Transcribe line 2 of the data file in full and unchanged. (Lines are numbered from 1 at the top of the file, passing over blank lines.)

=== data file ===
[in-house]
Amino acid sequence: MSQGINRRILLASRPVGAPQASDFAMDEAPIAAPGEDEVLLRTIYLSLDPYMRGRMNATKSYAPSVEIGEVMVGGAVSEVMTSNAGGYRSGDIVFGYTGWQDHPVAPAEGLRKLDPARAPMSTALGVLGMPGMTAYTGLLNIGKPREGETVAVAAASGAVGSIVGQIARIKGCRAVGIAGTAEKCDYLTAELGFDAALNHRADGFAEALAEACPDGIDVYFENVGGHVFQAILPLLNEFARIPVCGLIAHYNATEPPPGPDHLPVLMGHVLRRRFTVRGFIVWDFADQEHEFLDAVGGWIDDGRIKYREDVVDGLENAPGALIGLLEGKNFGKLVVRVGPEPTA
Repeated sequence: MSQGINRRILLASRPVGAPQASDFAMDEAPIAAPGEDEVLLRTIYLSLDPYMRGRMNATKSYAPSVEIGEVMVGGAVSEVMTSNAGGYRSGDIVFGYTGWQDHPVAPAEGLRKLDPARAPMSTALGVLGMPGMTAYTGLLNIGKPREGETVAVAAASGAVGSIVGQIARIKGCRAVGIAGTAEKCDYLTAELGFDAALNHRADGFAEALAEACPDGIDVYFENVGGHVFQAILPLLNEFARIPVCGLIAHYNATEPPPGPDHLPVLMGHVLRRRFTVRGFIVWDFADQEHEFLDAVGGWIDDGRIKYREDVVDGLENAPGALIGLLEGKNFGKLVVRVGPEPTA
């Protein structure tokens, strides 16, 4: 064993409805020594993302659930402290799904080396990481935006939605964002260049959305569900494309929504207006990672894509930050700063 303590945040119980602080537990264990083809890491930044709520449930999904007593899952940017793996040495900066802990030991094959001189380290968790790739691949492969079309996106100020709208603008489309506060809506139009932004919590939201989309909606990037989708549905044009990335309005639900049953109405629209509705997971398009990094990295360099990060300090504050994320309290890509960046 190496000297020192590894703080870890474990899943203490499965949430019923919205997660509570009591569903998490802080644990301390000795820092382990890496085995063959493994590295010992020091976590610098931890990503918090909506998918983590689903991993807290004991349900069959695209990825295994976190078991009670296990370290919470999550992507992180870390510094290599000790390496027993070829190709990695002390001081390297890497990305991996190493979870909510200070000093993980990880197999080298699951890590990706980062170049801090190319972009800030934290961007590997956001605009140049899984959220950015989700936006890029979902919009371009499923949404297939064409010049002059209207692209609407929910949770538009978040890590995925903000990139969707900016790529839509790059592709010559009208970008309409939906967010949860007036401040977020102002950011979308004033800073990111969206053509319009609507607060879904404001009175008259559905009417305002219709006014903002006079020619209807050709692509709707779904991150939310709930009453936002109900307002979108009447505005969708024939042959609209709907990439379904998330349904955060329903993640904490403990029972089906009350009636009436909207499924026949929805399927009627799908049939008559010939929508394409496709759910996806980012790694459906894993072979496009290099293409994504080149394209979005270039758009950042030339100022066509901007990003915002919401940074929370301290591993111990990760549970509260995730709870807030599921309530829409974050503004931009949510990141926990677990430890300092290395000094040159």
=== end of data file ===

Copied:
Amino acid sequence: MSQGINRRILLASRPVGAPQASDFAMDEAPIAAPGEDEVLLRTIYLSLDPYMRGRMNATKSYAPSVEIGEVMVGGAVSEVMTSNAGGYRSGDIVFGYTGWQDHPVAPAEGLRKLDPARAPMSTALGVLGMPGMTAYTGLLNIGKPREGETVAVAAASGAVGSIVGQIARIKGCRAVGIAGTAEKCDYLTAELGFDAALNHRADGFAEALAEACPDGIDVYFENVGGHVFQAILPLLNEFARIPVCGLIAHYNATEPPPGPDHLPVLMGHVLRRRFTVRGFIVWDFADQEHEFLDAVGGWIDDGRIKYREDVVDGLENAPGALIGLLEGKNFGKLVVRVGPEPTA